Etape du Tour 2008

By Bill Jordan 

Watching last Mondays stage 10 of the tour prompted me to write this report of the day that myself and Mick tackled the exact same stage one week earlier in the 2008 etape.

Our day began at 3.30am with a breakfast pushed down with strong objections from our bodies. The reason for this early rise was so we could catch the bus to Pau from our hotel at the bottom of Hautacam for our start at 7am.

The noise of the rain hitting the bus on our trip to Pau roused all however and was to continue through out the day. The bad weather didn’t seem to put off any of the 8,550 that had entered but did provide a constant queue to the many portaloos available at the start including my good self.

At 7am the first batch of 1000 cyclists rolled out and 8 minutes later we moved out in the third batch off.

The run out of Pau was fast but safe enough considering the wet roads and crowds. This was my first experience of closed roads where the cyclist is king and I can say it is something I could well get used to.

We quickly left Pau behind and made it to the rural roads that would take us to Lourdes where the religious could stop to pray for Devine help if they were so disposed. However, I think most of the peloton must have been atheist for the day as the only ones I saw stopped were nursing broken bikes or bodies and while envoking several gods names I don’t think it was in prayer.

The road to Lourdes was up and down and it was a conscious effort to pace yourself and not get carried away with the occasion as the real test would come much later in the day.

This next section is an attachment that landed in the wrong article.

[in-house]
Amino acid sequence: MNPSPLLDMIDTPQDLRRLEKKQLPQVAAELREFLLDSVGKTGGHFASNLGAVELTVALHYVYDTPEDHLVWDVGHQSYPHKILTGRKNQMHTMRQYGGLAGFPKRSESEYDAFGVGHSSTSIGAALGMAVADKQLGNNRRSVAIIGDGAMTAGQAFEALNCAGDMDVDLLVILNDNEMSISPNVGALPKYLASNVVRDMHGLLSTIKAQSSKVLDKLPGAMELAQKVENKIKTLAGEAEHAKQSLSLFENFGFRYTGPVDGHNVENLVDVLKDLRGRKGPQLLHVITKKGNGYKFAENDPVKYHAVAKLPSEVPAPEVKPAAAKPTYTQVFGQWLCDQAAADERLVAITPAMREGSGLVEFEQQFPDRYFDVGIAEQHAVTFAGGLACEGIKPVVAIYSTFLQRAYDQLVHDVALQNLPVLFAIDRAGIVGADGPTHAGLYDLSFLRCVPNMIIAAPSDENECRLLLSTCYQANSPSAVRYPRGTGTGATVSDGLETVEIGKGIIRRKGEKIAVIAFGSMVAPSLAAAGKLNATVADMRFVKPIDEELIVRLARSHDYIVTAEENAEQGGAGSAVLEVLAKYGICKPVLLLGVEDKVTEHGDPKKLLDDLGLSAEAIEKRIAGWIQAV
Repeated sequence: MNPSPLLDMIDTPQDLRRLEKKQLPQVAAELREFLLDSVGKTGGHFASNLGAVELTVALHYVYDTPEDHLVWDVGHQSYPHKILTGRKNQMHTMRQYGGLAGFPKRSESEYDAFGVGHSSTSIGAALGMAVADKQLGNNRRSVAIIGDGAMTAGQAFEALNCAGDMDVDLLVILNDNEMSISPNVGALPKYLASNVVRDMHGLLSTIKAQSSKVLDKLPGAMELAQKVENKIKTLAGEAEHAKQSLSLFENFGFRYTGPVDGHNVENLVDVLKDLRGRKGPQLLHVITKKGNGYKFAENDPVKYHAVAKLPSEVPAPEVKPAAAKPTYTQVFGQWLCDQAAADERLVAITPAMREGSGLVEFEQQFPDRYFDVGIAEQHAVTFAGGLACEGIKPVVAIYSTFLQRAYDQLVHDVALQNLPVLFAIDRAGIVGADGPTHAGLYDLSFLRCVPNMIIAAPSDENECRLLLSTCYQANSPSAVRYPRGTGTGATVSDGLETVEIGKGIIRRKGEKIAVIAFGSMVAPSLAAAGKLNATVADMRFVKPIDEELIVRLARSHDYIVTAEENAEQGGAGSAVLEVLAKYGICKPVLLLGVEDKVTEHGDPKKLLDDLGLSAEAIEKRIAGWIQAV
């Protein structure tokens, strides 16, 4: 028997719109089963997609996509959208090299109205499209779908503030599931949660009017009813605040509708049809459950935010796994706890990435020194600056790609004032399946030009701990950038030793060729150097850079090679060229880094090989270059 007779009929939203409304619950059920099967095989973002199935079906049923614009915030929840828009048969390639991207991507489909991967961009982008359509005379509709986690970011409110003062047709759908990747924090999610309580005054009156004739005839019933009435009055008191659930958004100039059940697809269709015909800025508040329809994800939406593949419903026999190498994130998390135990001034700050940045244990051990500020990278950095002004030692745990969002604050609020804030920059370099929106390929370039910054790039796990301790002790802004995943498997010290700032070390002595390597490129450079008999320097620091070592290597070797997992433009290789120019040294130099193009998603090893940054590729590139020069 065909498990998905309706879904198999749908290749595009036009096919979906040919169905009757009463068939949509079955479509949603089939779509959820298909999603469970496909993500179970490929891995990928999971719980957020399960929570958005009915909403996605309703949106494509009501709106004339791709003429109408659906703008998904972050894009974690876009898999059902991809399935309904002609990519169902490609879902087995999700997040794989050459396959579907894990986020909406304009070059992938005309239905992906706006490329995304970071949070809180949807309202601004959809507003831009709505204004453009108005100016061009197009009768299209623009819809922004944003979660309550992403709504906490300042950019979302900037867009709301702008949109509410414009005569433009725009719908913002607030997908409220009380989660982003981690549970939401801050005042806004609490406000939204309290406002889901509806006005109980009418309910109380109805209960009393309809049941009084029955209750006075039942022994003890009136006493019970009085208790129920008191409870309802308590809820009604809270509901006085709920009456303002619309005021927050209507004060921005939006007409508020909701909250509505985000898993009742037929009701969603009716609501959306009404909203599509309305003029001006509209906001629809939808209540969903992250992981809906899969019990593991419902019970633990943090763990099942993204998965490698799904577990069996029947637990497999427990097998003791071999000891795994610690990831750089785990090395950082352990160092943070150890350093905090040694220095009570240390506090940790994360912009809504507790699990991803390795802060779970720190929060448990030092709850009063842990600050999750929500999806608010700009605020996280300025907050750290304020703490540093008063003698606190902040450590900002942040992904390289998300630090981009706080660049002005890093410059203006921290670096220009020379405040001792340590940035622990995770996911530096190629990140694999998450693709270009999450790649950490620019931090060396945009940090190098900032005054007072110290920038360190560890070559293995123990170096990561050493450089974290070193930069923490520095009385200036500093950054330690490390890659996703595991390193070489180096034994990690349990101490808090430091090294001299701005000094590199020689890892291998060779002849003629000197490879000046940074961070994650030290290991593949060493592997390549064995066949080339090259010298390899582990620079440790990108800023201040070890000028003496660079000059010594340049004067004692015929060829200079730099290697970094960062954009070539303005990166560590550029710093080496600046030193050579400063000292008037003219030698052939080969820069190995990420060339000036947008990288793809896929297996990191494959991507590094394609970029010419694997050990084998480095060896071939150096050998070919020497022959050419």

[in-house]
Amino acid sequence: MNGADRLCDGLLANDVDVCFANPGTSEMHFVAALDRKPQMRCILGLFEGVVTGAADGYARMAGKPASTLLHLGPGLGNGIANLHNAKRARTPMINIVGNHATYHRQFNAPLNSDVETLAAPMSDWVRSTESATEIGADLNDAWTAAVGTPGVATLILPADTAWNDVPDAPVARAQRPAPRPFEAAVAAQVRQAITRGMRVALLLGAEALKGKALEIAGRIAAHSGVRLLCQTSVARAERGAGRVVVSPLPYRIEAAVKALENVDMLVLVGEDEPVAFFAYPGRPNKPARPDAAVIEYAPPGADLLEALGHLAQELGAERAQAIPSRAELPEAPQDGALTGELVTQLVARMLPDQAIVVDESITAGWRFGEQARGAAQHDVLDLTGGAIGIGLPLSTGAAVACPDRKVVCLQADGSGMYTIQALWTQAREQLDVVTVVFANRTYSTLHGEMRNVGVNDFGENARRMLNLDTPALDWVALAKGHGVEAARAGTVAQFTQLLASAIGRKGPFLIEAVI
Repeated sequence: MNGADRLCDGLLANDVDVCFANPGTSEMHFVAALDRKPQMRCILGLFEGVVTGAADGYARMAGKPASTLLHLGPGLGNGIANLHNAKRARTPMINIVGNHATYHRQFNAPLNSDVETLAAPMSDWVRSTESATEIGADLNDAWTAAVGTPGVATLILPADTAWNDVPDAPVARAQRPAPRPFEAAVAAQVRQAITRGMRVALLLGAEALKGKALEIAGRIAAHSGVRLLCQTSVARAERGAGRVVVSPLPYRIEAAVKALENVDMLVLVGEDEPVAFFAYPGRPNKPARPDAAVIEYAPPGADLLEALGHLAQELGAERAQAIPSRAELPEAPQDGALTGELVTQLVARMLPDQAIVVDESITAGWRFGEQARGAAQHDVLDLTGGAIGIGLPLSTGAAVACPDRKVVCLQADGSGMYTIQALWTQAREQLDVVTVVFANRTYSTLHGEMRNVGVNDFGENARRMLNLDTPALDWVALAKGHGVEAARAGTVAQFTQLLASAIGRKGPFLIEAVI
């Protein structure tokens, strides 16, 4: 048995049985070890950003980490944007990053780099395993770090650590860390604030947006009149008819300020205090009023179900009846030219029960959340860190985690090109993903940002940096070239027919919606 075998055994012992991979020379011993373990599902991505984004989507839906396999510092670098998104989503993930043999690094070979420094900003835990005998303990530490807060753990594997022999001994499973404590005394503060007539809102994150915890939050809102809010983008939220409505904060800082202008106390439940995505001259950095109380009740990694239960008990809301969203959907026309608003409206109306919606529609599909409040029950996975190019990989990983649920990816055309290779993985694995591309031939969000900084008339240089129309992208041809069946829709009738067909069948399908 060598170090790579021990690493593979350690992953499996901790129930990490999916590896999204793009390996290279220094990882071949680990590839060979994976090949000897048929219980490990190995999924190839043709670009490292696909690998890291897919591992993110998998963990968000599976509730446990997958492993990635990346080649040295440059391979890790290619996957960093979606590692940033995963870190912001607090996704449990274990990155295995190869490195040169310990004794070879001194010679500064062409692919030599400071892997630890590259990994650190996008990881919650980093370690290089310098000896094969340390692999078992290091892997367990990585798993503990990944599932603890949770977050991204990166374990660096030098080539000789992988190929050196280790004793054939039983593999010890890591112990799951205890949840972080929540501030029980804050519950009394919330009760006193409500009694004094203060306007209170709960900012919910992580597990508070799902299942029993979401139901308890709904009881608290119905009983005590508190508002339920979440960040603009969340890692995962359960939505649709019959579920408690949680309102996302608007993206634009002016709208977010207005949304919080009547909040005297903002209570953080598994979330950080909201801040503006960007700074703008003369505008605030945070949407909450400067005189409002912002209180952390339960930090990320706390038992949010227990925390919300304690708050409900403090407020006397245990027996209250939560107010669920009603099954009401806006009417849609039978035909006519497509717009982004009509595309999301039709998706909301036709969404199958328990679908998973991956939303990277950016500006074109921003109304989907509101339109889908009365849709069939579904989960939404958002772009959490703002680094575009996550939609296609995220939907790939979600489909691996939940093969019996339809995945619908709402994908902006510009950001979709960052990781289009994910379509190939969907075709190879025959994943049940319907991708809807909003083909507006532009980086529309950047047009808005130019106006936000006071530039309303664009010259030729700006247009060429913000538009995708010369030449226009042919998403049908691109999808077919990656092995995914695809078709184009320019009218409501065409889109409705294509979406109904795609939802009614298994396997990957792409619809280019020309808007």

Apart from the cycling the thing that most got your attention was that on this wet and not very nice early morning the crowds giving a cheer to every rider had to be seen to be believed and really brought home how much cycling is part of life in France compared to Ireland.

Lourdes came and went soon enough and although a lot of eating and drinking was done on the bike I passed on through Lourdes and the feed stop provided and headed out on the road that would eventually lead to the bottom of the tourmalet and the first major climb of the etape.

More eating more drinking and a stop to answer the call of nature and we came to the first sign for the tourmalet which said 22km. This was where the constant climbing of mount leinster and events such as the mount leinster challenge would hopefully pay off.

With the constant thought of pace yourself I was soon in the 39/27 and making a nice 7 or 8 mph towards the top. Even if I had the energy to enjoy the view there was no view today as it was like riding in a very wet cloud and while the cold was not a problem on the way up I knew that the trip down would be a total different matter. However, for the moment I was just trying to get up to the top and passing the time by counting all the Irish in the peloton and as the Irish were the fourth biggest nationality after France,UK and U.S. to take part in the event I soon ran out of fingers and decided instead to be Pantani or Armstrong or maybe just myself beating all of those stars of the peloton.

 My imagination was helped by the fact that there were photographers on motor bikes and police on motor bikes taking care of us just like in the real thing.

 I continued on in this cloud, the real one and the imagined one, until I reached the village of Le Mongie and the last feed stop where I had to stop for food as I had used up all I was carrying and even in my imagined cloud I didn’t have a team car and helpers to go and get it for me.

 With 8,550 others with similar ideas to me it was a case of push your way in and grab what gels and bananas you could, all the while trying to drag your bike with you. Even with the crowds it wasn’t long until I was off again to cover the final 4km to the top and the ever thickening cloud.